Catching the Eye
The number one challenge for many digital networks in retail environments is getting people to look at the screens so that they will engage with the advertisement. At NBC Universal, we think that’s our piece of the puzzle: Can we produce relevant content and then put the appropriate advertiser in that context?
The key is that the content can’t be repurposed from television. It must be tailored to its purpose and specific to its setting, which may be any of the locations where we have what we call place-based media — fitness centers, sports arenas, subways, and, of course, retail stores. For obvious reasons, the content can’t be a 30-minute sitcom, and the ads can’t be 30-second spots. In many areas of the store, you won’t hold a consumer’s attention for more than 10 seconds, so the message in those areas needs to be customized to the length of time the consumer will watch.
For advertisers, the advantage is that they can begin to think of ways all their marketing messages can reinforce one another and can benefit from being associated with NBC’s popular content. Think, for example, of the natural relationship between NBC’s The Biggest Loser and a brand of low-fat salad dressing. Ten years ago, the dressing’s manufacturer might have just bought a spot during the broadcast. Now, however, the company can also target a customer via the media network at his gym, and create a spot with a Biggest Loser contestant telling the consumer that when he is finished on the treadmill, he can do something else good for his health and purchase the low-fat dressing. At the store, the same consumer might see a different piece of content featuring The Biggest Loser — one that includes a recipe incorporating the salad dressing. Because it taps into the consumer’s activities and makes the brand part of his interaction with his environment, it is a branding experience that’s unique to place-based media.
Retailers, too, benefit from an in-store media network that mixes content with advertising. When TV screens are placed at the checkout counter, retailers find that customers think they spend less time waiting in line than they actually do. Carefully placed advertising can also lead to increases in sales; for instance, through the Outcast Network, Fuelcast screens are embedded into gas pumps, showing NBC content mixed with advertising messages when the consumer starts pumping fuel. Convenience stores with Outcast have seen sizable increases in sales when items sold in the store — such as lottery tickets — are advertised at the pumps.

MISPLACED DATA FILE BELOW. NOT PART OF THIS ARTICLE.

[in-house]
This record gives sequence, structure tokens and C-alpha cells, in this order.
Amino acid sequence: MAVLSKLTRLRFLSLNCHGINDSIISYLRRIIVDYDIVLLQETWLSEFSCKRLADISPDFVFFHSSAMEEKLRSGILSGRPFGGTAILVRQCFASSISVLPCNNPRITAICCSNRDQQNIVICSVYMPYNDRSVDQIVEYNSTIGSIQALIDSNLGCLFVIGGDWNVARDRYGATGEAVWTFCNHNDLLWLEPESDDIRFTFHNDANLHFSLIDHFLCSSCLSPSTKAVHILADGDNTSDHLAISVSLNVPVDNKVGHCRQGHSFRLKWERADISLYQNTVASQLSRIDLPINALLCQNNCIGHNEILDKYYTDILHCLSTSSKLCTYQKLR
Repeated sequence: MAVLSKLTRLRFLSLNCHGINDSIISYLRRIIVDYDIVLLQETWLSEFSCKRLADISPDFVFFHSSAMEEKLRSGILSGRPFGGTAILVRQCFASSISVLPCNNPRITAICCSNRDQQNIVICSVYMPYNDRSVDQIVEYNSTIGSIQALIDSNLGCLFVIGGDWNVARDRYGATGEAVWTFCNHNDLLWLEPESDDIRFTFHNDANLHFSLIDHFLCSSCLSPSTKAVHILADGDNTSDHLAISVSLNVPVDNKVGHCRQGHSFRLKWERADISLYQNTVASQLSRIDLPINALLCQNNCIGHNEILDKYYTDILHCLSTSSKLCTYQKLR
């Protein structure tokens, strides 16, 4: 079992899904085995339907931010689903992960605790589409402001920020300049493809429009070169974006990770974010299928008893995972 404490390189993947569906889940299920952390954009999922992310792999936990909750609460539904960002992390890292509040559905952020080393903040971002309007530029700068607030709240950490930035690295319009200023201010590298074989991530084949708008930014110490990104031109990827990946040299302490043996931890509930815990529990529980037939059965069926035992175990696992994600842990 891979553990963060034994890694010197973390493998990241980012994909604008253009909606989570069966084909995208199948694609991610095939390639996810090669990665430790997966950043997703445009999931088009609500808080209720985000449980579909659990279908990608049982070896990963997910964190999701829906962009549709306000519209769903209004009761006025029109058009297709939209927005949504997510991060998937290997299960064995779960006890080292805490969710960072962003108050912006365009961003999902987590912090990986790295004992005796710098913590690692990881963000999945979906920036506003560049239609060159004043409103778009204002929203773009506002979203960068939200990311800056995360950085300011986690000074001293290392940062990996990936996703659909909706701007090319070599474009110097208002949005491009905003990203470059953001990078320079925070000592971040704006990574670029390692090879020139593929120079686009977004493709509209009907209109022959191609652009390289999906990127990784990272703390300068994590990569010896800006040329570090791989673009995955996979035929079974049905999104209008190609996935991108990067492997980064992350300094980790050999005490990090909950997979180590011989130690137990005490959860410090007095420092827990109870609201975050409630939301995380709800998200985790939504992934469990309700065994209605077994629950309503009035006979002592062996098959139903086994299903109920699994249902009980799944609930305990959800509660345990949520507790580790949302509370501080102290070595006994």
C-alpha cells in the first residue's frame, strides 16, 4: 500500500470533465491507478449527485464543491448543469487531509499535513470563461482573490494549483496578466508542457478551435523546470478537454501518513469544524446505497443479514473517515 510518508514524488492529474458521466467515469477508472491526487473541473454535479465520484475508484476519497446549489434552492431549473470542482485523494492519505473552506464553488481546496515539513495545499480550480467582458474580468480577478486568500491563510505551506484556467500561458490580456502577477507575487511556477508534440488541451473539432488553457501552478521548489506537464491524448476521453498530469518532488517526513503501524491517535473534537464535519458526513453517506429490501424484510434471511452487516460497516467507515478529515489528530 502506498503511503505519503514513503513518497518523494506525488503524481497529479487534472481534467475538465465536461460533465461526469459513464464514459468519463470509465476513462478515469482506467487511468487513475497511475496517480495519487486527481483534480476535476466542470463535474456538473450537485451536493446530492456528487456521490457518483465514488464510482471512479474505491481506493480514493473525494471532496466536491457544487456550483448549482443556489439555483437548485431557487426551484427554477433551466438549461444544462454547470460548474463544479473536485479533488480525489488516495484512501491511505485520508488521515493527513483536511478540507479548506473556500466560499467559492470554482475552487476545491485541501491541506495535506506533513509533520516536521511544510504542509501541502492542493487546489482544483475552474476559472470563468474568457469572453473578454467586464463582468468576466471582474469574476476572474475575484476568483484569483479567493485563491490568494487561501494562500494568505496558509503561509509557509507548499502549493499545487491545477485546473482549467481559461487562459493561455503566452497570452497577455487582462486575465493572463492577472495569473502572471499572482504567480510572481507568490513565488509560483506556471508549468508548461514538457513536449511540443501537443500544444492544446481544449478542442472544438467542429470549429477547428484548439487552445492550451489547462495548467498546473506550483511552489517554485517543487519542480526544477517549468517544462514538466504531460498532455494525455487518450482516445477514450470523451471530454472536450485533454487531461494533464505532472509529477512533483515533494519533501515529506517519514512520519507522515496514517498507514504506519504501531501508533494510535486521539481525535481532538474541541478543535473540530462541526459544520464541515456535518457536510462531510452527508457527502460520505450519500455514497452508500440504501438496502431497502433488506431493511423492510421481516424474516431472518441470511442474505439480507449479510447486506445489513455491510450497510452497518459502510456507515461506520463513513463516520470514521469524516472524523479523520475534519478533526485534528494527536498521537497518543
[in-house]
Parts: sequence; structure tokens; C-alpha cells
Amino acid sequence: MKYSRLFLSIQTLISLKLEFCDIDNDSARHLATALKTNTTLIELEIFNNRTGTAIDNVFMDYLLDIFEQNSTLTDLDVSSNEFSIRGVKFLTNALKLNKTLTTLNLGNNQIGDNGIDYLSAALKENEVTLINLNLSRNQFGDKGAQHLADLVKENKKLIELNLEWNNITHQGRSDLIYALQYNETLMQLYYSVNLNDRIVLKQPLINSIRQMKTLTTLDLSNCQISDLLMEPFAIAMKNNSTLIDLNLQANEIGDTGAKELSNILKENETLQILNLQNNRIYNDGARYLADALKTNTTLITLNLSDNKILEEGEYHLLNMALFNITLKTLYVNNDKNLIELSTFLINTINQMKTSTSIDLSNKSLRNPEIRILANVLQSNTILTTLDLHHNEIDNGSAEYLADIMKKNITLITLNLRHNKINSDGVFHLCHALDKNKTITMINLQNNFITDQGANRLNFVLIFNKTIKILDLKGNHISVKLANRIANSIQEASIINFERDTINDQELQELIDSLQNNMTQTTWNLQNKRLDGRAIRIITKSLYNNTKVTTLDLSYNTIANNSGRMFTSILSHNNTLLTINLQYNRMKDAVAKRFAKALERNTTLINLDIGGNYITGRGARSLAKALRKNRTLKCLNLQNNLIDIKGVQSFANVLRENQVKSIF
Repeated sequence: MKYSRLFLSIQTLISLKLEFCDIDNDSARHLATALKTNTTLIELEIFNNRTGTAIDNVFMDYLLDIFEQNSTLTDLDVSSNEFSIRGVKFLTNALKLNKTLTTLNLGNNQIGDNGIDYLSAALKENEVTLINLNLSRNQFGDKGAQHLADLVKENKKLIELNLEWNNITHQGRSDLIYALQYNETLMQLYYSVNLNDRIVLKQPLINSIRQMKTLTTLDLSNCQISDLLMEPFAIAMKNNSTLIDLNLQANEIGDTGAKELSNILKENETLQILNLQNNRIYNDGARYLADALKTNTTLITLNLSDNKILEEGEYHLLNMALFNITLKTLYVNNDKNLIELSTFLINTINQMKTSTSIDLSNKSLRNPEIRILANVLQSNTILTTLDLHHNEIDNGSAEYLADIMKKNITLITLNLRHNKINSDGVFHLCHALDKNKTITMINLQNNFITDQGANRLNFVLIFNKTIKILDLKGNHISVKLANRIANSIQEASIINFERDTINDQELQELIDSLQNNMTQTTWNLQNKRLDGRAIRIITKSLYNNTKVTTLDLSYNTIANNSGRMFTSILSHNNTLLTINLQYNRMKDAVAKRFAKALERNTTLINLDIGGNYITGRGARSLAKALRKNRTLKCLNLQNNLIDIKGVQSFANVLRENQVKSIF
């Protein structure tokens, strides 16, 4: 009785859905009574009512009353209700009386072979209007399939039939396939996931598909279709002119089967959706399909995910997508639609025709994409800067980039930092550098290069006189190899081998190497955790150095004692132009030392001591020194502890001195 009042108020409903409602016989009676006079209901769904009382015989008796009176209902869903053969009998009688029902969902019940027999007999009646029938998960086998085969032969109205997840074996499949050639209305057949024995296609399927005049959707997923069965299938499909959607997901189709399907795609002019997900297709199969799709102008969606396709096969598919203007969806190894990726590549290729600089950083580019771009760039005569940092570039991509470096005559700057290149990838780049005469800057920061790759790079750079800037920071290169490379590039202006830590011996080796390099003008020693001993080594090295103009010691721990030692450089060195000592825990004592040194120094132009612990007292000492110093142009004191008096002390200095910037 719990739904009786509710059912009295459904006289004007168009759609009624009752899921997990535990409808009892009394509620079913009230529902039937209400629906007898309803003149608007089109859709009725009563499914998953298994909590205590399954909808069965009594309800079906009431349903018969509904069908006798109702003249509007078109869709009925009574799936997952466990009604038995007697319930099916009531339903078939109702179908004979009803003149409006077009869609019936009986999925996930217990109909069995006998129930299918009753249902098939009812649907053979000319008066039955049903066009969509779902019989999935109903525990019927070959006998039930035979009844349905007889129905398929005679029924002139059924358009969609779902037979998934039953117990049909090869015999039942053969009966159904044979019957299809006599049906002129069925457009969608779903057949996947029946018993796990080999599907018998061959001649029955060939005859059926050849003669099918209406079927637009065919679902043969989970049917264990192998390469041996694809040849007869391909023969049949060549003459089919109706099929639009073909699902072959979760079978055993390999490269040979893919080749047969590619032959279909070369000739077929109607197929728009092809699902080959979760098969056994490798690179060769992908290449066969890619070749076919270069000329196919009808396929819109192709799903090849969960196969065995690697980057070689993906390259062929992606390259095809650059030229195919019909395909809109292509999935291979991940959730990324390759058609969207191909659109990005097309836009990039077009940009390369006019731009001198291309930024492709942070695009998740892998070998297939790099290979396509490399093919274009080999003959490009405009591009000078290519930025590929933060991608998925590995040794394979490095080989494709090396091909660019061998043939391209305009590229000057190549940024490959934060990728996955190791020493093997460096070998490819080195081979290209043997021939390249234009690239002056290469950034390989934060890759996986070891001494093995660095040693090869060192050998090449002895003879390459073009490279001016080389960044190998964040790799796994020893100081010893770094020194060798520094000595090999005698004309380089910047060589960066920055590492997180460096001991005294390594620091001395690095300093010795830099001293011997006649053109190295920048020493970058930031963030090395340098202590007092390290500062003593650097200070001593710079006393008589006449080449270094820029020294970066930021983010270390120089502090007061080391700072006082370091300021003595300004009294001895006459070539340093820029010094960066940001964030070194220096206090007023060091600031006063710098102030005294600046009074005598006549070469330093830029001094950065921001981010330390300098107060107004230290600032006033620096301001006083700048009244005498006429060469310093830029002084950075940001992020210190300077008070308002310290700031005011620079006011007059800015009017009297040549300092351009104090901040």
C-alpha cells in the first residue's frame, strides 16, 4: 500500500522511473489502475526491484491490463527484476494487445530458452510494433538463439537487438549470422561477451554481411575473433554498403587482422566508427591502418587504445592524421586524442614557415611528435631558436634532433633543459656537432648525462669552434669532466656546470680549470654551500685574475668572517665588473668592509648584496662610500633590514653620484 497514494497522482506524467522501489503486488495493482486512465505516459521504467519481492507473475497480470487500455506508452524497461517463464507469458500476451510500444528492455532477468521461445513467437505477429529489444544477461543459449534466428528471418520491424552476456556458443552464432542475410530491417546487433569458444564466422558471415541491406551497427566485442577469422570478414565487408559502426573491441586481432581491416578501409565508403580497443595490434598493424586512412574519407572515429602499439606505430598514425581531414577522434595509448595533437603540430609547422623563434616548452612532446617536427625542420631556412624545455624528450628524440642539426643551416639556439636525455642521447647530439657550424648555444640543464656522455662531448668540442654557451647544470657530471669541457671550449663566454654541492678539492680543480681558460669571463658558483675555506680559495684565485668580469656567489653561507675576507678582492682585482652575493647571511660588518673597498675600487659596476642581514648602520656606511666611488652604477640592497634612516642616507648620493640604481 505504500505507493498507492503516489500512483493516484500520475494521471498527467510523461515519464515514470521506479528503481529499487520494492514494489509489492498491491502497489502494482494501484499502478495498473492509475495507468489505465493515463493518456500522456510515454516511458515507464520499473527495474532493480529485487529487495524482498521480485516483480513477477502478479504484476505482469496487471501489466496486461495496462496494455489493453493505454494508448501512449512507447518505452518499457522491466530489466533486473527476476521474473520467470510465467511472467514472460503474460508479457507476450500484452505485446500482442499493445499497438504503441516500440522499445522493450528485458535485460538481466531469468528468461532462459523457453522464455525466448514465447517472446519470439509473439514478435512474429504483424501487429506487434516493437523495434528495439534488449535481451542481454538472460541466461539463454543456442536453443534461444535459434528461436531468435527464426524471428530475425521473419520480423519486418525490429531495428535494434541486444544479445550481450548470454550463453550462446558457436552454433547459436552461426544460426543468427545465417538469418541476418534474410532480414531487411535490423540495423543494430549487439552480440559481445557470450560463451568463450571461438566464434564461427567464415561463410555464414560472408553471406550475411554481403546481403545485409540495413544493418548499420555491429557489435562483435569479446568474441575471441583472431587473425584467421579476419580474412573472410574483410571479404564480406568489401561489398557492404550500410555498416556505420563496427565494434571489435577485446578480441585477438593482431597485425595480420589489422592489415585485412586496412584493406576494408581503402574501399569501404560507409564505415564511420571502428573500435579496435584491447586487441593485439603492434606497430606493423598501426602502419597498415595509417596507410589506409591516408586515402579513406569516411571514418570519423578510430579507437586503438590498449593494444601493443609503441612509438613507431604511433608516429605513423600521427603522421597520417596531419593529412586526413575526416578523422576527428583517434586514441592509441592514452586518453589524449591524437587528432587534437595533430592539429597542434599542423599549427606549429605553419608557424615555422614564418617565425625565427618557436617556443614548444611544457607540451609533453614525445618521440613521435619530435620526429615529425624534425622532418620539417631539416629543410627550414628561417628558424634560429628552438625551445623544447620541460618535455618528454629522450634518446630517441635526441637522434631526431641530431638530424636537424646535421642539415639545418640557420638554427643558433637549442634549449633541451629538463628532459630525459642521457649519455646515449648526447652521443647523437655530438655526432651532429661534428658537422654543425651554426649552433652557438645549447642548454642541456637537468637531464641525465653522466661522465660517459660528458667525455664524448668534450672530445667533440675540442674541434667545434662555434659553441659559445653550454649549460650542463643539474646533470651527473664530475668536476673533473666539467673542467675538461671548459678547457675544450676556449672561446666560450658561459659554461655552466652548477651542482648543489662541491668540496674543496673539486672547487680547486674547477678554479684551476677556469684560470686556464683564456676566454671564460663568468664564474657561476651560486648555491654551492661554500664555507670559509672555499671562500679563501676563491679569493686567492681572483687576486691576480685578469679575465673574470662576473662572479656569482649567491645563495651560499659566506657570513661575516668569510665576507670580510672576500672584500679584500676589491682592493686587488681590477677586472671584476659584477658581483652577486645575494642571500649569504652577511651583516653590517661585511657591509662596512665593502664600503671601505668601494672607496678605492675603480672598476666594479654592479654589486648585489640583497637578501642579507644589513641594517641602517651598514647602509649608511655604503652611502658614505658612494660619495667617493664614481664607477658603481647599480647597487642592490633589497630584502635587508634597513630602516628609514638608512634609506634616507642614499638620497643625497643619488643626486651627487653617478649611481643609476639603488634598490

Finally, NBC’s approach can help get consumers into certain stores in the first place. “NBC in Transit,” a new initiative still in development, incorporates screens on the New York/New Jersey PATH transit system. Retailers like Dunkin’ Donuts and Starbucks, which have locations next to the train stations, can use that channel to target commuters who will soon be walking past their stores.
Eventually, consumers can expect a whole world of messages that are tailored precisely to the places in which they find themselves. These messages will be anchored by popular programming to catch their attention in a crowded media landscape.
Mark French is senior vice president and general manager of NBC Everywhere, a division of NBC Universal.
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Matthew Egol is a partner in Booz & Company’s global consumer and media practice and is based in New York. He focuses on growth strategy and sales and marketing effectiveness for clients in the consumer products and media industries, including developing new in-store and relationship marketing capabilities.
Christopher Vollmer is a partner with Booz & Company in New York. He leads the firm’s North American media and entertainment practice, and focuses on strategy development and implementation for clients in those industries as well as in consumer goods. He is the author of Always On: Advertising, Marketing, and Media in an Era of Consumer Control (McGraw-Hill, 2008).